Fashion designers have filled their runways with pink this summer, and no doubt these influences will be appearing in retail stores. Can you do it?
At Primer, we are less concerned with designer labels or fads, choosing instead to approach style from a more individualistic perspective (see: Politics of Thrift). But whether we like it or not, the fashion gods, i.e. the designers who produce exorbitantly priced goods, are in fact the ones who set trends. Then a domino effect abounds, causing key style developments to trickle down the chain, so that even the buyers at the Gap are sitting up and taking notice.
And for this summer, the powers that be have suggested that we will all be in Pink. To many of you, donning the color pink may sound like a passé proposal — but take heed. Although, fashion is cyclical, it is ever changing — continually perpetuated by evolving social and cultural trends.
We now live in an increasingly liberal world…one that is inspired by nonchalant European affluence, where masculinity can be defined by casual confidence, as opposed to overwrought muscle flexing.
This view is evidenced in the most recent issue of Vogue Hommes International, where the editors have bunched together a collage of beautiful images, predicting that the summer will spur on a new ‘passion’ for pink in the modern man.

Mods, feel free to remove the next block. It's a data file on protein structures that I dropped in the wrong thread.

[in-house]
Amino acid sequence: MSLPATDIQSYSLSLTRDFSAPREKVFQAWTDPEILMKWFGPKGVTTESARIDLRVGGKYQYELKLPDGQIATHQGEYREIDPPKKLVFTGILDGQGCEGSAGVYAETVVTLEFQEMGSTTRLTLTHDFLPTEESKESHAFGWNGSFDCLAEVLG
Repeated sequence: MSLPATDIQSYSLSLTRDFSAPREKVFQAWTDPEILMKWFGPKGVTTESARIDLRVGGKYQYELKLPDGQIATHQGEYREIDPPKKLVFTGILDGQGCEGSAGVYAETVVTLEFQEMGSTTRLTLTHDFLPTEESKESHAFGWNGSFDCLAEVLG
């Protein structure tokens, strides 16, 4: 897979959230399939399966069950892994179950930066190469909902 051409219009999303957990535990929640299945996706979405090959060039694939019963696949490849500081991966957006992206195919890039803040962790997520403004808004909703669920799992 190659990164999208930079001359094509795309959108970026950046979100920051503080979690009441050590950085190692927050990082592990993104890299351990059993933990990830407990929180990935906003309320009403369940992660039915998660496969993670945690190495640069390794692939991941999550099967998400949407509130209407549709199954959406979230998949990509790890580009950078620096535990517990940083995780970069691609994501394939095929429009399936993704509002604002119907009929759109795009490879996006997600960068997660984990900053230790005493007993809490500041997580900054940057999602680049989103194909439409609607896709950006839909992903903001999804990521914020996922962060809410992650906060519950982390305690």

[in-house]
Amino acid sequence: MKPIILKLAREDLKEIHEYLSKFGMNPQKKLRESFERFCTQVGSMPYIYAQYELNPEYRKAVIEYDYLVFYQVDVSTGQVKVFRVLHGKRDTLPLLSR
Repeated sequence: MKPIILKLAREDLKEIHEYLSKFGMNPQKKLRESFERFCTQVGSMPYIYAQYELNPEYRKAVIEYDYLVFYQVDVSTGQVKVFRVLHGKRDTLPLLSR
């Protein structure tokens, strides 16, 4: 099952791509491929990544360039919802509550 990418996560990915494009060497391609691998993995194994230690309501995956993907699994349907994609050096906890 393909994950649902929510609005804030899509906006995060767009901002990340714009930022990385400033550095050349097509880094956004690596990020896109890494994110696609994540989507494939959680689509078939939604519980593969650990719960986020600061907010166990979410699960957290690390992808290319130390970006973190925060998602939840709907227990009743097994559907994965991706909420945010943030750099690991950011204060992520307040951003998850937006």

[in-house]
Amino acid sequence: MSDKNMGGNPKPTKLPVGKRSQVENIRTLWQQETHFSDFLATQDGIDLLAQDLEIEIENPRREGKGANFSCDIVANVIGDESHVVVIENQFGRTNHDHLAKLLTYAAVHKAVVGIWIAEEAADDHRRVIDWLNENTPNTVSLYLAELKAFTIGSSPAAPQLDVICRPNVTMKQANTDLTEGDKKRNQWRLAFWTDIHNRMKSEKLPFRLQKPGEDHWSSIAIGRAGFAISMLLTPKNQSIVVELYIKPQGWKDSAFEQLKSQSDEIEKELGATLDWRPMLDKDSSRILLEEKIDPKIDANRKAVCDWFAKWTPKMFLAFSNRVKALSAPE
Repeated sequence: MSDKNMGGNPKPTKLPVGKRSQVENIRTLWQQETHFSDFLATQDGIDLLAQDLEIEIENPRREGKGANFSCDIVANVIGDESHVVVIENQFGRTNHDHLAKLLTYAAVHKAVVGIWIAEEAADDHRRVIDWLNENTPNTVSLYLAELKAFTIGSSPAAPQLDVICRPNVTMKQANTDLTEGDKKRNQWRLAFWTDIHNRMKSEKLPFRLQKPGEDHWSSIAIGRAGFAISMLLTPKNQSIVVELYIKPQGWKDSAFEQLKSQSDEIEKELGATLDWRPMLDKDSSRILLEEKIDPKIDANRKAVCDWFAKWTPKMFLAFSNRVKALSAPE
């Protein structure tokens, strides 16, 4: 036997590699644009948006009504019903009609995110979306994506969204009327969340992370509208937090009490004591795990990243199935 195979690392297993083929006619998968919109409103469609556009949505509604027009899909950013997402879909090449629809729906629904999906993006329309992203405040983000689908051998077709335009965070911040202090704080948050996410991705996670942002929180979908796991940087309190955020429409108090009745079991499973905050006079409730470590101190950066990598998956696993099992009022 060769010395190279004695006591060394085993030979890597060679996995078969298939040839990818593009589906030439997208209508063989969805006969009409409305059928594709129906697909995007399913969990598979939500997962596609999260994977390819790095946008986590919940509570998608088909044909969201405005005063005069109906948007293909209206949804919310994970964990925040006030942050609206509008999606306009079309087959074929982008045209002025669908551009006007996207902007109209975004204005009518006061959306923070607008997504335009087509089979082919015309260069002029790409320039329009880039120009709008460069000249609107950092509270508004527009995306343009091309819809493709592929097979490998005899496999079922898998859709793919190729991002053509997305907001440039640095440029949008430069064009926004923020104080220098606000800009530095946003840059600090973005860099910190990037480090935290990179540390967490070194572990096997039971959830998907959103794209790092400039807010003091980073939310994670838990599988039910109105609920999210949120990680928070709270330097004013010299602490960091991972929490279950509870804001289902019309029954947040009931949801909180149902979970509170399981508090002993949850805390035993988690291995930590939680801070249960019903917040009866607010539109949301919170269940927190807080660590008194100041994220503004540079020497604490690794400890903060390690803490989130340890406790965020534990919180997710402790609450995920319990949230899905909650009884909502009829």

The results are stunning (if not slightly shocking), for some male eyes. Yet, what these images suggest is that for the first time, we can be more adventurous when implementing pink into our existing wardrobe.
Dramtic pieces from the new Ungaro and Tom Ford collections.
So far, the macho male stance on masculinity has limited men to pink polo’s, button down shirts and sweaters.
But now, designers such as Emanuel Ungaro and Tom Ford are pioneering a bolder approach to remedy our uninspired laziness.
Insert: brighter tones and different shades. Pink doesn’t have to be bland; it can be mixed in with hints of cherry, crimson and red. It can shimmer and it can sparkle – uplifting a dreary outfit from a potential fit of boredom.
The images here mark a more playful sense of boyish charm, claiming something that may have been traditionally construed as feminine (the flaunting of color) — and asserting it as a masculine art form.
For those of you who are still wary, rest assured. We aren’t suggesting that you rush out and buy a pink suit (unless you’re Brad Pitt of course, to which, you can virtually pull off anything).
Rather, what we’re here to say is that clearly pink is in. Whether in a simple belt, scarf, your underwear, a pair of trousers or a jacket. Don’t be afraid to go outside your comfort zone.
Still, we also encourage that you respect the limits of your own confidence, personal style and the appeal of your audience (after all, it is you that will know this best!).